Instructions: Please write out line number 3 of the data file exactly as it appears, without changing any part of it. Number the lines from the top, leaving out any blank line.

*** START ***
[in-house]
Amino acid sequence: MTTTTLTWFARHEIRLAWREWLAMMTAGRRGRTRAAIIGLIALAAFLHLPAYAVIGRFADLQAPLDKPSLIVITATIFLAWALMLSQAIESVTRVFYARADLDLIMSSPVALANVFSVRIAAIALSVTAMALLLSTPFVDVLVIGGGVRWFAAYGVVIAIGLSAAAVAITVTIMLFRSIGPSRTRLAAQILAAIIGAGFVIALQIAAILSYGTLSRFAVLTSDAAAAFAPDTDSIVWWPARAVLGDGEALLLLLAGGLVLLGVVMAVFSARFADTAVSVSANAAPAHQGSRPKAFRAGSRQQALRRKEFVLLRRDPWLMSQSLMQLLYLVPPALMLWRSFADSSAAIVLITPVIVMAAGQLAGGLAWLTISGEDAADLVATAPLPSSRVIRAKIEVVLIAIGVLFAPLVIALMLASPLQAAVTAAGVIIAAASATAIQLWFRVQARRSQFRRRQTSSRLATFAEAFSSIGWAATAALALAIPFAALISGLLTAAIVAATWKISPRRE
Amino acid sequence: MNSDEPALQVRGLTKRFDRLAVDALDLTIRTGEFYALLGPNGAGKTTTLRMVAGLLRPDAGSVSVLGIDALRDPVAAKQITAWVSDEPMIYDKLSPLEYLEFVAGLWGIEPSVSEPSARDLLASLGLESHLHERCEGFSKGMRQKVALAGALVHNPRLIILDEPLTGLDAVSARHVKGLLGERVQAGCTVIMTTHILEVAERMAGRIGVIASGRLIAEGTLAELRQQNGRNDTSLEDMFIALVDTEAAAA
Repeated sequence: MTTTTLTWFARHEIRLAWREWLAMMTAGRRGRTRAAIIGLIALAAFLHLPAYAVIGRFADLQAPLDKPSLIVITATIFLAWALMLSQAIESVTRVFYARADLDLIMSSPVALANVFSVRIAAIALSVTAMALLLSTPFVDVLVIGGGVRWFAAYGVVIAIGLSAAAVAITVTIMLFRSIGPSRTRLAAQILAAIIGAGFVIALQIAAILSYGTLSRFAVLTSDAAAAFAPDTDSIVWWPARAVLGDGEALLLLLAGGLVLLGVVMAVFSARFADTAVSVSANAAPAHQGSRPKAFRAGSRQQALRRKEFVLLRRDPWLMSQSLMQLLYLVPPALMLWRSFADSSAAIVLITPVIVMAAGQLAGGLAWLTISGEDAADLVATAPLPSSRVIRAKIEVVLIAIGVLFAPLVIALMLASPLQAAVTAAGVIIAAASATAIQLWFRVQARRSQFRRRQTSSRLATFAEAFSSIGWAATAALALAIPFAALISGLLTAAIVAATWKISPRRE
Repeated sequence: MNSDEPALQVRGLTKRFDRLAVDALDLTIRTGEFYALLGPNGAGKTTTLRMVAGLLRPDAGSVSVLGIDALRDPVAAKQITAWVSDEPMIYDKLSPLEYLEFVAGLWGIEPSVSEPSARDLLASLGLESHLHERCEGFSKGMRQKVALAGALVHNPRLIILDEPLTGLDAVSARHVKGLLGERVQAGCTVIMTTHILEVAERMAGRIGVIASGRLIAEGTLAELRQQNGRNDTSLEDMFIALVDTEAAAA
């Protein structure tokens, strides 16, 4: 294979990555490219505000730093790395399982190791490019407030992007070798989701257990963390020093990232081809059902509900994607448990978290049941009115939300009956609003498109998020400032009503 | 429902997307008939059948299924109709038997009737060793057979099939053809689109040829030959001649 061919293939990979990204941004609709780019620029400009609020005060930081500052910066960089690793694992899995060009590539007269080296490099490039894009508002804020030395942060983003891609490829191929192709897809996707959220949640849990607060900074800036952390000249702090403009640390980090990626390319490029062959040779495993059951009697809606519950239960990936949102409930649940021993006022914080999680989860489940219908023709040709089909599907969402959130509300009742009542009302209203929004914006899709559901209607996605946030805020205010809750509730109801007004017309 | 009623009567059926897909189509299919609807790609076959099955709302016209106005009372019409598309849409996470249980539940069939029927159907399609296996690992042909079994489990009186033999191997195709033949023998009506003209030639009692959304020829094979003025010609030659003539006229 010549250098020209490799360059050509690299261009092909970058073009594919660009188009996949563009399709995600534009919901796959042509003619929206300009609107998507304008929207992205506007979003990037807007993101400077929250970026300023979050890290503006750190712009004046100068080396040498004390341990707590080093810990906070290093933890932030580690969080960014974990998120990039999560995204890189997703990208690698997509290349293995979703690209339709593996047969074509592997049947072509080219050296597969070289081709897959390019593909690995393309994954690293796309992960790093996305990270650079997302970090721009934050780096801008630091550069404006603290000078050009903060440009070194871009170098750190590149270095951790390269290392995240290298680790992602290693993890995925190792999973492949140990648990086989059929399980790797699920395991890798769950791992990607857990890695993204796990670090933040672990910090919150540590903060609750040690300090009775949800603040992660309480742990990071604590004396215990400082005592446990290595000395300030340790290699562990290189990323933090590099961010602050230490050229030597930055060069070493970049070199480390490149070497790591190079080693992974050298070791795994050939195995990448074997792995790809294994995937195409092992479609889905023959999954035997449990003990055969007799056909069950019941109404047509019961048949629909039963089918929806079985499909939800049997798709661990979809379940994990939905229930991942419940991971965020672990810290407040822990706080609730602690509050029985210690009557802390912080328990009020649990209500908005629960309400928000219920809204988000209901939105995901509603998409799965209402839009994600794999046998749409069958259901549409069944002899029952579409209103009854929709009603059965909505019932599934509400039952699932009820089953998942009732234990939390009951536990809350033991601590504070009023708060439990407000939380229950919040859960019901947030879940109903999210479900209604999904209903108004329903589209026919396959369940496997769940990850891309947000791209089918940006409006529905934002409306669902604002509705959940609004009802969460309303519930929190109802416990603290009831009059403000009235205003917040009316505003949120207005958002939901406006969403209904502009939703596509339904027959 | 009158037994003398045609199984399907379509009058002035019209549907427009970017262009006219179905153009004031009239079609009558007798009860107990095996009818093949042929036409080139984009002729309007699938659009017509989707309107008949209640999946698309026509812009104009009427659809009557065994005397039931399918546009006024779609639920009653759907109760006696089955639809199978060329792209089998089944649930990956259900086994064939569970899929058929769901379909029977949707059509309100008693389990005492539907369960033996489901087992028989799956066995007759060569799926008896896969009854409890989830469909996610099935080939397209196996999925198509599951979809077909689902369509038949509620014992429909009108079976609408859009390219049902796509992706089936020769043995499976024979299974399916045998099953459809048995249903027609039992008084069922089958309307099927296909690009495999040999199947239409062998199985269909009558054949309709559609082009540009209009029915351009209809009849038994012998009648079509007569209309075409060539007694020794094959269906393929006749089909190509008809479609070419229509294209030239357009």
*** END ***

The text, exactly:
Amino acid sequence: MNSDEPALQVRGLTKRFDRLAVDALDLTIRTGEFYALLGPNGAGKTTTLRMVAGLLRPDAGSVSVLGIDALRDPVAAKQITAWVSDEPMIYDKLSPLEYLEFVAGLWGIEPSVSEPSARDLLASLGLESHLHERCEGFSKGMRQKVALAGALVHNPRLIILDEPLTGLDAVSARHVKGLLGERVQAGCTVIMTTHILEVAERMAGRIGVIASGRLIAEGTLAELRQQNGRNDTSLEDMFIALVDTEAAAA